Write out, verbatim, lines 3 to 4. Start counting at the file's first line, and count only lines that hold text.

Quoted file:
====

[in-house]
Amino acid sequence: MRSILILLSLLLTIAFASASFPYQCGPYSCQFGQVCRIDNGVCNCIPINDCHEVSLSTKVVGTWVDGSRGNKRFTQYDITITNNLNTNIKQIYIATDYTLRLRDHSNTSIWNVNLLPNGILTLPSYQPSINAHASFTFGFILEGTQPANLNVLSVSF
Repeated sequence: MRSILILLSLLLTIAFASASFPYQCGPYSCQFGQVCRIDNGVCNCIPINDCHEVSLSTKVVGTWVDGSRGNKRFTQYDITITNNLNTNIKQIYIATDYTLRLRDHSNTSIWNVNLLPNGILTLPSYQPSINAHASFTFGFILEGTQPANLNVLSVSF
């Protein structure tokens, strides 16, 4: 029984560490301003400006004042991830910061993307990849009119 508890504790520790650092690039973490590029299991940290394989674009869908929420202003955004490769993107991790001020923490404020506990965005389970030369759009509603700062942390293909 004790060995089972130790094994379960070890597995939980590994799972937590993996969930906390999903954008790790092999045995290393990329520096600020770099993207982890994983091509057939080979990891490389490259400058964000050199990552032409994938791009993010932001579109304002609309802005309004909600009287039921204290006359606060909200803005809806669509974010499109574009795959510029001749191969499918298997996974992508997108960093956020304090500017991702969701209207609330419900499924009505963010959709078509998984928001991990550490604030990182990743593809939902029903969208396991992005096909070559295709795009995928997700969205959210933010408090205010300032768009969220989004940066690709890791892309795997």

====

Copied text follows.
Repeated sequence: MRSILILLSLLLTIAFASASFPYQCGPYSCQFGQVCRIDNGVCNCIPINDCHEVSLSTKVVGTWVDGSRGNKRFTQYDITITNNLNTNIKQIYIATDYTLRLRDHSNTSIWNVNLLPNGILTLPSYQPSINAHASFTFGFILEGTQPANLNVLSVSF
């Protein structure tokens, strides 16, 4: 029984560490301003400006004042991830910061993307990849009119 508890504790520790650092690039973490590029299991940290394989674009869908929420202003955004490769993107991790001020923490404020506990965005389970030369759009509603700062942390293909 004790060995089972130790094994379960070890597995939980590994799972937590993996969930906390999903954008790790092999045995290393990329520096600020770099993207982890994983091509057939080979990891490389490259400058964000050199990552032409994938791009993010932001579109304002609309802005309004909600009287039921204290006359606060909200803005809806669509974010499109574009795959510029001749191969499918298997996974992508997108960093956020304090500017991702969701209207609330419900499924009505963010959709078509998984928001991990550490604030990182990743593809939902029903969208396991992005096909070559295709795009995928997700969205959210933010408090205010300032768009969220989004940066690709890791892309795997």